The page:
In the history of how some people in America dealt with the emerging AIDS epidemic in the 1980s, it is hard to find a more egregious example of fear and ignorance than what happened to the Ray Family in Florida 25 years ago...
Three boys- Ricky, Robert and Randy- all born with hemophilia and diagnosed with HIV as children in 1986, were not allowed to attend school following their positive test results. After a court ruled the following year that they had every legal right to attend, their family’s home was burned to the ground a week after the decision. Needless to say, the family chose not to stay in Arcadia, FL, and moved to Sarasota. Sadly, Ricky Ray passed to spirit in 1992 at the age of 15. He was hoping to marry his girlfriend, but a judge blocked the attempt due to his age.
In 2000, Robert, the middle brother of the trio, passed shortly before the Ricky Ray Relief Fund Act was inacted.
In short, here’s a description of the Ricky Ray Relief Fund Act:
"The Ricky Ray Hemophilia Relief Fund Act of 1998 (Public Law 105-369) established the Ricky Ray Hemophilia Relief Fund Program to provide compassionate payments to certain individuals with blood-clotting disorders, such as hemophilia, who were treated with antihemophilic factor between July 1, 1982, and December 31, 1987 and contracted HIV. The Act also provides for payments to certain persons who contracted HIV from the foregoing individuals. The spouse or former spouse of such an individual, who acquired HIV from that individual is eligible for payment, as are children who acquired HIV through perinatal transmission from an eligible parent. In addition to these individuals, certain survivors also are eligible.Congress appropriated $75 million to support the Ricky Ray Hemophilia Relief Fund Program during Fiscal Year (FY) 2000." - source, The Federal Register
A part of my own history with HIV involves being kicked out of school due to my HIV status. This happened in 1987. There was no trial, I was asked to leave one day near the end of my sixth grade school year because school officials was scared and, as word got around my small hometown, some parents were frightened as well. It wasn’t until a lawyer got involved and a lawsuit was threatened that I was allowed back in, just in time for junior high school after a summer of headaches for my parents and doctors.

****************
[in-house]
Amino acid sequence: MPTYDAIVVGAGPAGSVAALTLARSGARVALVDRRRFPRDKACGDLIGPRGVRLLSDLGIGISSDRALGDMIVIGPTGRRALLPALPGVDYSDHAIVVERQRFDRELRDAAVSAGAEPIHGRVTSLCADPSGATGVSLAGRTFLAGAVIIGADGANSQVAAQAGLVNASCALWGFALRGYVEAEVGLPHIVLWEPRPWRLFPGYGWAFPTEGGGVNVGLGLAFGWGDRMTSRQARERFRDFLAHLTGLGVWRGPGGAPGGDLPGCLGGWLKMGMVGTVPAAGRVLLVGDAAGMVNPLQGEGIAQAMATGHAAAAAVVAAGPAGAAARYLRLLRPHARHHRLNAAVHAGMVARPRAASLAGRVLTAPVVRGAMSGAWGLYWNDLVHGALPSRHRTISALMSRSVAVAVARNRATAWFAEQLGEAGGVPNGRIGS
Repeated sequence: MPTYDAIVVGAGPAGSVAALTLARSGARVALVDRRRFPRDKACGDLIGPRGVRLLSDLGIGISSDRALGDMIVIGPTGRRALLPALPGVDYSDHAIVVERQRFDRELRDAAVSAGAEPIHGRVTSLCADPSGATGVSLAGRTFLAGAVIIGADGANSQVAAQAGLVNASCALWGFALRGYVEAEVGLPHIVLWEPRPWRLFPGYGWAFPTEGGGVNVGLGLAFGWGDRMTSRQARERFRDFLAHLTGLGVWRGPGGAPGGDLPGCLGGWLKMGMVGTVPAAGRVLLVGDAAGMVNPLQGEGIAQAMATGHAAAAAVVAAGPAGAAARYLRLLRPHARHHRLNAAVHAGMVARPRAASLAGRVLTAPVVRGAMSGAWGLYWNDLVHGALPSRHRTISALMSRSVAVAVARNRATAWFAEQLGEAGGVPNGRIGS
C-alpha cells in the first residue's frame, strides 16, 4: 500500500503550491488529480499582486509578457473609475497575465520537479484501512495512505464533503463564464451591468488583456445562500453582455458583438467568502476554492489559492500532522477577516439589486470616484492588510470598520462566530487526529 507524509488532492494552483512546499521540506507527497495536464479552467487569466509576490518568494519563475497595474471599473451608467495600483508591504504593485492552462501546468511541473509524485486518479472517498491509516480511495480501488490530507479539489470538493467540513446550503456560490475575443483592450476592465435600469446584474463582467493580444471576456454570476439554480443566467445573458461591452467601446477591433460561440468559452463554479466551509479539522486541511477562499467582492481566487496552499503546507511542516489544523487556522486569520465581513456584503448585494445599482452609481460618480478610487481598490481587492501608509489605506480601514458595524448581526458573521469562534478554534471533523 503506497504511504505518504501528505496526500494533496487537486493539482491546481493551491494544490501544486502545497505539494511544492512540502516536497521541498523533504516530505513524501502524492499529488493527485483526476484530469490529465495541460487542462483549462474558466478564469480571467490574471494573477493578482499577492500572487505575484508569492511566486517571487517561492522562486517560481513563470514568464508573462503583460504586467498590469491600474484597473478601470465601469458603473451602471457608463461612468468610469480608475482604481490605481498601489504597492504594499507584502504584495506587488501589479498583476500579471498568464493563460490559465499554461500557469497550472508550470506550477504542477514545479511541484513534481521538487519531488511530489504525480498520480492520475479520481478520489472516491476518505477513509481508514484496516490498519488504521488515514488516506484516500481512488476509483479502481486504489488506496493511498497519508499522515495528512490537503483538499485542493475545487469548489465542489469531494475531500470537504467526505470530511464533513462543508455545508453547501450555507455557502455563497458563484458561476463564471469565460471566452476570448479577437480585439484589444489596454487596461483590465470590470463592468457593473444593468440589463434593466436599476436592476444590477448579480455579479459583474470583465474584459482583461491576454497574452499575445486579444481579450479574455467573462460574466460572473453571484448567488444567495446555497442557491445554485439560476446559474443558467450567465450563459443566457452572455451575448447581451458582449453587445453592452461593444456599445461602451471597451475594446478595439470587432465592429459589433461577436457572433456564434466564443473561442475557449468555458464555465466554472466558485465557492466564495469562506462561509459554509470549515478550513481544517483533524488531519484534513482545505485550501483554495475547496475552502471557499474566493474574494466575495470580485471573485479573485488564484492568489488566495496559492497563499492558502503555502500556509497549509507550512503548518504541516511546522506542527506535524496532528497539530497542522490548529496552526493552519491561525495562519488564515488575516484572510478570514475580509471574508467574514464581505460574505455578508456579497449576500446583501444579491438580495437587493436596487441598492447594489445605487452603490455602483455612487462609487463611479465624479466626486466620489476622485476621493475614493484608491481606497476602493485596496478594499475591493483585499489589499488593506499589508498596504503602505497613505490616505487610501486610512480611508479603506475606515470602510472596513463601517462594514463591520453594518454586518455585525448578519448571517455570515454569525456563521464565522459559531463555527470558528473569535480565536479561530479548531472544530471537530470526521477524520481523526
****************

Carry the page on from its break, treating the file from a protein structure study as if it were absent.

I thank Ryan White and the Rays for blazing the painful path that showed those in my own community 25 years ago that they would lose if they chose to take their case to court.
In relation to this topic, just last year a teenager applied to the private boarding school for disadvantaged youth, The Milton Hershey School, and was denied solely because of his HIV status. After close to a year- and after a court gave the green light to the boy to pursue a legal case- the school’s principal said the student would be welcomed at school. The teenager has opted to pursue his lawsuit instead of an education at Milton Hershey.
Which I support. See, I have no legal proof of what happened to me back in 1987. When I educate, I share my history of what my family and I dealt with. I wrote extensively about it in my book, My Pet Virus. When the local paper here in Charlottesville interviewed me in regard to the book, they contacted the man who was the superintendent for the Waynesboro School system. (My current hometown of C’ville is only about 25 miles from my birthplace of Waynesboro.) The superintendent said that I had never been kicked out of school, that me and my family were liars.
At first I was pissed. At that point, it had been twenty years since I had been kicked out of school. I’d gotten over it a very long time ago. My editor on the book, Ken Siman, calmed me down on the phone. He encouraged me to do what I do- be funny. So when the paper asked for my reaction to the superintendent, I offered to go have a beer and chat it out with him- and if they didn’t work we could always mud wrestle.
The Hershey incident sheds light on the need for more HIV education in schools, both private and public, in the year of 2012 and beyond. To many, HIV is the rest of the world’s problem, so when it lands in their backyard they hit the panic button. They make irrational, quick fix decisions intent on making the “problem” go away instead of working on a solution in which the problem isn’t really much of problem after all.
In 1987 my doctor knew I wasn’t a physical risk to other students. Last year, several people contacted the Milton Hershey School offering to provide education about HIV transmission. It fell on deaf ears. The legal footnote needs to be made that, in 2012, a student who made the grades where it counts was discriminated against for failing one test that shouldn’t matter: an HIV test.
The youngest of the Rays, Randy, is still alive today. Let’s make sure the legacy of his family’s ordeal lives on as well.